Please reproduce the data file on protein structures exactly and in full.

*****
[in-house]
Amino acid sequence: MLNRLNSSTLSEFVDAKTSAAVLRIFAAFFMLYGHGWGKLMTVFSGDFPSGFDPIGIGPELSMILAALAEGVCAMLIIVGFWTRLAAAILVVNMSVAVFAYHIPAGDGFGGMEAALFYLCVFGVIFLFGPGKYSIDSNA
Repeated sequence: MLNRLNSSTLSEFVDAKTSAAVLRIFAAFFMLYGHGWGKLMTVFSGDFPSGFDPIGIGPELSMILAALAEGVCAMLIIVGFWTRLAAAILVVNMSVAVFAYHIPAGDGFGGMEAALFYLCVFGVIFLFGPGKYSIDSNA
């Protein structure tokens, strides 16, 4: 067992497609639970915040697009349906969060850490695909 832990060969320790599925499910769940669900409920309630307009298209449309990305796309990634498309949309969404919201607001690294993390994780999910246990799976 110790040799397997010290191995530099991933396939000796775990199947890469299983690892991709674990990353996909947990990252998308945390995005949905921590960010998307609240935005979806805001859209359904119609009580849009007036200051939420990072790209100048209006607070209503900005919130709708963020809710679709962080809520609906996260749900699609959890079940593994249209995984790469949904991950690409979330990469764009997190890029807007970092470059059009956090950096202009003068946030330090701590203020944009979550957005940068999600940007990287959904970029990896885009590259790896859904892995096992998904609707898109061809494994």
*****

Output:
[in-house]
Amino acid sequence: MLNRLNSSTLSEFVDAKTSAAVLRIFAAFFMLYGHGWGKLMTVFSGDFPSGFDPIGIGPELSMILAALAEGVCAMLIIVGFWTRLAAAILVVNMSVAVFAYHIPAGDGFGGMEAALFYLCVFGVIFLFGPGKYSIDSNA
Repeated sequence: MLNRLNSSTLSEFVDAKTSAAVLRIFAAFFMLYGHGWGKLMTVFSGDFPSGFDPIGIGPELSMILAALAEGVCAMLIIVGFWTRLAAAILVVNMSVAVFAYHIPAGDGFGGMEAALFYLCVFGVIFLFGPGKYSIDSNA
């Protein structure tokens, strides 16, 4: 067992497609639970915040697009349906969060850490695909 832990060969320790599925499910769940669900409920309630307009298209449309990305796309990634498309949309969404919201607001690294993390994780999910246990799976 110790040799397997010290191995530099991933396939000796775990199947890469299983690892991709674990990353996909947990990252998308945390995005949905921590960010998307609240935005979806805001859209359904119609009580849009007036200051939420990072790209100048209006607070209503900005919130709708963020809710679709962080809520609906996260749900699609959890079940593994249209995984790469949904991950690409979330990469764009997190890029807007970092470059059009956090950096202009003068946030330090701590203020944009979550957005940068999600940007990287959904970029990896885009590259790896859904892995096992998904609707898109061809494994």